While it is true that there are several structural aspects of BSD that are superior to Linux in a security sense, the primary reason it is more secure than other alternatives in real life is simply that today, most malware and other exploits are built by Western governments and their contractors. Today's operating systems involve many levels of code abstraction; and, because that malware is more or less accessible to other parties once released 'into the wild', exploits tend not to be built for operating systems based on Unix, BSD, Solaris, etc. because these operating systems are mainly used in mission-critical server applications in major organizations. Building exploits for these operating systems that are targeted at desktop users would, therefore, be potentially quite dangerous. As a result, BSD is compelling as a potential solution for the problems we address above.
The challenge with this version is that it is not easy to install, and will only run on BIOS-based (i.e., non-UEFI) systems. Nevertheless, it can be installed in many older garden-variety PCs at the 'bare iron' level, and can even be made to work on newer systems with the assistance of a bootloader like rEFIt or rEFInd.
Debian-kFreeBSD 7.11 (i386)
Debian-kFreeBSD 7.11 (AMD64)
PLEASE NOTE: this version of Debian is now beyond end-of-life. For people experiencing severe security and hacking difficulties, I now recommend OpenBSD or FreeBSD.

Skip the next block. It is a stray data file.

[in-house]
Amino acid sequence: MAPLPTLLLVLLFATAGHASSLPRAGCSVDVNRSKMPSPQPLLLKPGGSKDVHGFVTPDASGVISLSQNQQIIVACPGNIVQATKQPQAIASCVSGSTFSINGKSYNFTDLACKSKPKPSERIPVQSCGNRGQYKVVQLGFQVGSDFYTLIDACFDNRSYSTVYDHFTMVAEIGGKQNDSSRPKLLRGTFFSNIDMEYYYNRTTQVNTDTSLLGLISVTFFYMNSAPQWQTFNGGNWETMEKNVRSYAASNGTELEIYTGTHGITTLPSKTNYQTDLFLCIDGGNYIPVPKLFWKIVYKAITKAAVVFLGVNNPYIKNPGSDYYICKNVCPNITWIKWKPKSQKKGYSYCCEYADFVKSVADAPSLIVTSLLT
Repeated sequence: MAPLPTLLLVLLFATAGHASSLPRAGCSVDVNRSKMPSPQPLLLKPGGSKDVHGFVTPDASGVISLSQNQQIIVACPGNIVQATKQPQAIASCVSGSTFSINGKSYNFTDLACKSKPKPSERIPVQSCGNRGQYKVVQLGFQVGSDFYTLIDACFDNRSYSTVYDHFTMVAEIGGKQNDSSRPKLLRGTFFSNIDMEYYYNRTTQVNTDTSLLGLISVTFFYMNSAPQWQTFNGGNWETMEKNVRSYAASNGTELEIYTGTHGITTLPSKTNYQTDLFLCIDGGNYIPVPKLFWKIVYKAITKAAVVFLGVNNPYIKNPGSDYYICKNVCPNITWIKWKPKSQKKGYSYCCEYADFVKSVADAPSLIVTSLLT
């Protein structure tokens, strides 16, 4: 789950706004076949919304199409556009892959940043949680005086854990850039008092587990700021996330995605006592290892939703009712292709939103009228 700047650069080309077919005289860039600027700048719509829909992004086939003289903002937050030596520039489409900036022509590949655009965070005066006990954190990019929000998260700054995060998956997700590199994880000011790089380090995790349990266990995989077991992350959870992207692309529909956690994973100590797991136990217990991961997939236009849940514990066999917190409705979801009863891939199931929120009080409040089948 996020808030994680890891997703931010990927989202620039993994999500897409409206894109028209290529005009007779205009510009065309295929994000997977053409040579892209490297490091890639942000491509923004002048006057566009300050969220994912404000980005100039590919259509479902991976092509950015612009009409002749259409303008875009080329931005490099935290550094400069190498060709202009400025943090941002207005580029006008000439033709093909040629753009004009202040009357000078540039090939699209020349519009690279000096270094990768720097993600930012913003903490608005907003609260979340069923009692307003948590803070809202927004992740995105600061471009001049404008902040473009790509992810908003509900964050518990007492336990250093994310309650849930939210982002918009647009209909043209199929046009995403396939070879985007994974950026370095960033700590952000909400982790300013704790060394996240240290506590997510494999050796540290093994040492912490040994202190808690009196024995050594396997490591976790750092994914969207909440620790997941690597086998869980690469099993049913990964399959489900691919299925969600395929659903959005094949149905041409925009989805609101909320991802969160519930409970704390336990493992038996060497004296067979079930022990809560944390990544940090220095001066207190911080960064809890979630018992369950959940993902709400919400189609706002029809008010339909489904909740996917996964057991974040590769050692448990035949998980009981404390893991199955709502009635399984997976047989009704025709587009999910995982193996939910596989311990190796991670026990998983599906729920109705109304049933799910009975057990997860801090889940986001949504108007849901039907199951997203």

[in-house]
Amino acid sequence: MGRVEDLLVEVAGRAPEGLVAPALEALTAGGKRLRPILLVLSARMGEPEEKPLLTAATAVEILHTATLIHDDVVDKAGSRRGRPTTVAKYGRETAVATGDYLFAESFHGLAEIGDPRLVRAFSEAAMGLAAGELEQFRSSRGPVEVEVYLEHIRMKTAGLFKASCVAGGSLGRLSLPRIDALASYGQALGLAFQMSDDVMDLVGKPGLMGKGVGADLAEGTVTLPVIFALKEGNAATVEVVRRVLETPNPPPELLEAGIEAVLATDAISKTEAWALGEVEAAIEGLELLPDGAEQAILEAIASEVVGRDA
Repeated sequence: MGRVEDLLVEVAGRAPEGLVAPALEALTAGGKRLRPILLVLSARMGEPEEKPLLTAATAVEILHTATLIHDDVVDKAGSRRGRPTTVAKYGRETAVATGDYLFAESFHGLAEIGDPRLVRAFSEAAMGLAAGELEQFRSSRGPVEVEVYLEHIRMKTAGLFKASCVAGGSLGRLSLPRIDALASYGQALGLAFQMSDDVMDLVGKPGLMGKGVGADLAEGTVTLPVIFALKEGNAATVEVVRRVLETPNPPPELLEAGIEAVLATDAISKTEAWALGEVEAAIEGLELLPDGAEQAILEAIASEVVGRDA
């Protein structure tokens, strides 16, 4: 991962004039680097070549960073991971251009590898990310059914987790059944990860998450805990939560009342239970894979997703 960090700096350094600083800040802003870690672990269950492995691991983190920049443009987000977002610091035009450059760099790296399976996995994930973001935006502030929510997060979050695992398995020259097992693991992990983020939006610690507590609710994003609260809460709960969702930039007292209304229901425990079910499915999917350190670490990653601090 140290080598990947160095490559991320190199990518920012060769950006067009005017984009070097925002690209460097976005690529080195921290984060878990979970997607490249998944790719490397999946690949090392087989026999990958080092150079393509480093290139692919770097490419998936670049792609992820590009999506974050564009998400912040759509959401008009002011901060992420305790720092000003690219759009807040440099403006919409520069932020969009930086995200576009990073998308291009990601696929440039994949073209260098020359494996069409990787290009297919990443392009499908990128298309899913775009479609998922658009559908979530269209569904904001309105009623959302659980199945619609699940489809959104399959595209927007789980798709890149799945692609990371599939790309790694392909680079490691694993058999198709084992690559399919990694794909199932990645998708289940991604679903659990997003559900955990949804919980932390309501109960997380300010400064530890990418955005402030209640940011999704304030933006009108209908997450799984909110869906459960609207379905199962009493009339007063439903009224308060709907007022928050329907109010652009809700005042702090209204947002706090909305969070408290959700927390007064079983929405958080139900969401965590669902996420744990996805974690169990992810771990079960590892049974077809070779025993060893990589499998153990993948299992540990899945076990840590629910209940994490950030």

For those inclined to try out a first move to BSD, you might have a look at this excellent introductory handbook from the FreeBSD Foundation, as well as this excellent guide on setting up a graphical desktop environment under FreeBSD.
BSD is notorious for difficulty in downloading OS images. I blame corrupt/criminal security agencies and other criminals in the tech industry. To that end, torrents tend to be the easiest way to get ahold of everything. Here is a full list of FreeBSD torrents. I actively seed all of them.
My defunct IT consulting firm, and the secure, proprietary office desktop I built.
I founded and ran an IT consulting company on Long Island, NY for about a year. In the process, I attempted to build a secure, proprietary office desktop around the nVidia Jetson architecture that would provide good performance along with both a small physical and electrical footprint - the PLFbox.
In so doing, I first planned to run ALT Linux, but in the end, updates to the distribution made it nearly useless for use as a desktop workstation. Granted, the Jetson Nano wasn't originally intended for use as a desktop, though it works quite well as one. But eventually Ubuntu put through a very compelling set of driver updates that allowed even more everyday processing tasks to be offloaded to the Jetson's very capable GPU in desktop use, so I returned to their distribution.